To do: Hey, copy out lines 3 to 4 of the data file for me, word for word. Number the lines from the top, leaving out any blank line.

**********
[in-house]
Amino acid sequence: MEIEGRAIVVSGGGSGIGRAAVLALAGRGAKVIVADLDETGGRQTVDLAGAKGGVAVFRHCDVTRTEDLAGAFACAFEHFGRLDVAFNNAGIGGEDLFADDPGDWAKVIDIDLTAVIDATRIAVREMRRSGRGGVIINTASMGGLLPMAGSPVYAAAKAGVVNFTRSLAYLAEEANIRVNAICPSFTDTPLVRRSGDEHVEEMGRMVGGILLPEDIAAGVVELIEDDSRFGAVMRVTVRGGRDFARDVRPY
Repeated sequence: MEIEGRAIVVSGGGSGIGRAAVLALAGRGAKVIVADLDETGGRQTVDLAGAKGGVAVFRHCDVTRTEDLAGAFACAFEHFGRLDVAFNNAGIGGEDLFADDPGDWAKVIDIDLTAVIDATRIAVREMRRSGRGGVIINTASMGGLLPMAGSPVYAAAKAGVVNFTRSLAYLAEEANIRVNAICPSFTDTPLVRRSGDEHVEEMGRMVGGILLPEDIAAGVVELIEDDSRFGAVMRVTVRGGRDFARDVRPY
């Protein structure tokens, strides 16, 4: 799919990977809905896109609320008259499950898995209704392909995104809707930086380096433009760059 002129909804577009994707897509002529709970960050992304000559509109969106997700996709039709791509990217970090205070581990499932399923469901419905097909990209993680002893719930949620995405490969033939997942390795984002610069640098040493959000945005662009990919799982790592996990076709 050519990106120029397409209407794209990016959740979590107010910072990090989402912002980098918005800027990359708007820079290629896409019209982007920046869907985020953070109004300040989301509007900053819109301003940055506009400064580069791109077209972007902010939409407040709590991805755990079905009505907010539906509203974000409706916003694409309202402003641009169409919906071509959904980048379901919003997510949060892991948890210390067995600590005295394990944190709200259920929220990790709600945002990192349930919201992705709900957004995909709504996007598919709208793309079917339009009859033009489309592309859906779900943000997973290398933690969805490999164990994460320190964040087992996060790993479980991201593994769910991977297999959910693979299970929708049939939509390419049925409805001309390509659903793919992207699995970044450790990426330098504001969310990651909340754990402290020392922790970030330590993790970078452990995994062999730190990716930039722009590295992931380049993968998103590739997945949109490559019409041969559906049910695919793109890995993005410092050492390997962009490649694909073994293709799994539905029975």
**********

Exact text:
Repeated sequence: MEIEGRAIVVSGGGSGIGRAAVLALAGRGAKVIVADLDETGGRQTVDLAGAKGGVAVFRHCDVTRTEDLAGAFACAFEHFGRLDVAFNNAGIGGEDLFADDPGDWAKVIDIDLTAVIDATRIAVREMRRSGRGGVIINTASMGGLLPMAGSPVYAAAKAGVVNFTRSLAYLAEEANIRVNAICPSFTDTPLVRRSGDEHVEEMGRMVGGILLPEDIAAGVVELIEDDSRFGAVMRVTVRGGRDFARDVRPY
């Protein structure tokens, strides 16, 4: 799919990977809905896109609320008259499950898995209704392909995104809707930086380096433009760059 002129909804577009994707897509002529709970960050992304000559509109969106997700996709039709791509990217970090205070581990499932399923469901419905097909990209993680002893719930949620995405490969033939997942390795984002610069640098040493959000945005662009990919799982790592996990076709 050519990106120029397409209407794209990016959740979590107010910072990090989402912002980098918005800027990359708007820079290629896409019209982007920046869907985020953070109004300040989301509007900053819109301003940055506009400064580069791109077209972007902010939409407040709590991805755990079905009505907010539906509203974000409706916003694409309202402003641009169409919906071509959904980048379901919003997510949060892991948890210390067995600590005295394990944190709200259920929220990790709600945002990192349930919201992705709900957004995909709504996007598919709208793309079917339009009859033009489309592309859906779900943000997973290398933690969805490999164990994460320190964040087992996060790993479980991201593994769910991977297999959910693979299970929708049939939509390419049925409805001309390509659903793919992207699995970044450790990426330098504001969310990651909340754990402290020392922790970030330590993790970078452990995994062999730190990716930039722009590295992931380049993968998103590739997945949109490559019409041969559906049910695919793109890995993005410092050492390997962009490649694909073994293709799994539905029975």